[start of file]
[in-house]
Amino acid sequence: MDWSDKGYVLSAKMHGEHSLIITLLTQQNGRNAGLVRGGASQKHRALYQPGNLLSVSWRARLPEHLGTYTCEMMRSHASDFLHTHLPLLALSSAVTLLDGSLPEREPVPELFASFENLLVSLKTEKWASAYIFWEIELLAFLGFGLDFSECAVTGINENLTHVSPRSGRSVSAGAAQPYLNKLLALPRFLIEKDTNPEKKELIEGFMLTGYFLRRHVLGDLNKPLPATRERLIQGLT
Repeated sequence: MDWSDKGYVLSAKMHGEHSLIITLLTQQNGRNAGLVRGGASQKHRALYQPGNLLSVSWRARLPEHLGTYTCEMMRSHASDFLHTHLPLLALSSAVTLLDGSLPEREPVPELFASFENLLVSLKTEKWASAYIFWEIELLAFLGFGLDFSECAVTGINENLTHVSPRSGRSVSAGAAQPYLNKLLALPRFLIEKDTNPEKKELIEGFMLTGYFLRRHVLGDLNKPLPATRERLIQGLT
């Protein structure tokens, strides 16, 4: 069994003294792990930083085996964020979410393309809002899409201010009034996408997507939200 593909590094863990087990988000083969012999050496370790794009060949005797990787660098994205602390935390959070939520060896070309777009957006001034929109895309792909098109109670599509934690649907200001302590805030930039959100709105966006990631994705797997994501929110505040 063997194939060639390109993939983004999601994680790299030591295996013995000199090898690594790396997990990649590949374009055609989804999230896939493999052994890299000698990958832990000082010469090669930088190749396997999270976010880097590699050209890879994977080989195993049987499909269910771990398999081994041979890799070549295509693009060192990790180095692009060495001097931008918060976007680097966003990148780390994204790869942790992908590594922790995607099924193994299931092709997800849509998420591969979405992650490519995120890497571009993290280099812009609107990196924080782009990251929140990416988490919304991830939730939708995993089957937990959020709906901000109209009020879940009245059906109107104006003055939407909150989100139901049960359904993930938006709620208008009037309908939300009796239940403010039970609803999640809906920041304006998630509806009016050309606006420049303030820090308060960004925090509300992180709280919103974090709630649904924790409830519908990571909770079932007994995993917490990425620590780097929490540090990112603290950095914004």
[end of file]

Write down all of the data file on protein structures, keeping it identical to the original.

[in-house]
Amino acid sequence: MDWSDKGYVLSAKMHGEHSLIITLLTQQNGRNAGLVRGGASQKHRALYQPGNLLSVSWRARLPEHLGTYTCEMMRSHASDFLHTHLPLLALSSAVTLLDGSLPEREPVPELFASFENLLVSLKTEKWASAYIFWEIELLAFLGFGLDFSECAVTGINENLTHVSPRSGRSVSAGAAQPYLNKLLALPRFLIEKDTNPEKKELIEGFMLTGYFLRRHVLGDLNKPLPATRERLIQGLT
Repeated sequence: MDWSDKGYVLSAKMHGEHSLIITLLTQQNGRNAGLVRGGASQKHRALYQPGNLLSVSWRARLPEHLGTYTCEMMRSHASDFLHTHLPLLALSSAVTLLDGSLPEREPVPELFASFENLLVSLKTEKWASAYIFWEIELLAFLGFGLDFSECAVTGINENLTHVSPRSGRSVSAGAAQPYLNKLLALPRFLIEKDTNPEKKELIEGFMLTGYFLRRHVLGDLNKPLPATRERLIQGLT
């Protein structure tokens, strides 16, 4: 069994003294792990930083085996964020979410393309809002899409201010009034996408997507939200 593909590094863990087990988000083969012999050496370790794009060949005797990787660098994205602390935390959070939520060896070309777009957006001034929109895309792909098109109670599509934690649907200001302590805030930039959100709105966006990631994705797997994501929110505040 063997194939060639390109993939983004999601994680790299030591295996013995000199090898690594790396997990990649590949374009055609989804999230896939493999052994890299000698990958832990000082010469090669930088190749396997999270976010880097590699050209890879994977080989195993049987499909269910771990398999081994041979890799070549295509693009060192990790180095692009060495001097931008918060976007680097966003990148780390994204790869942790992908590594922790995607099924193994299931092709997800849509998420591969979405992650490519995120890497571009993290280099812009609107990196924080782009990251929140990416988490919304991830939730939708995993089957937990959020709906901000109209009020879940009245059906109107104006003055939407909150989100139901049960359904993930938006709620208008009037309908939300009796239940403010039970609803999640809906920041304006998630509806009016050309606006420049303030820090308060960004925090509300992180709280919103974090709630649904924790409830519908990571909770079932007994995993917490990425620590780097929490540090990112603290950095914004």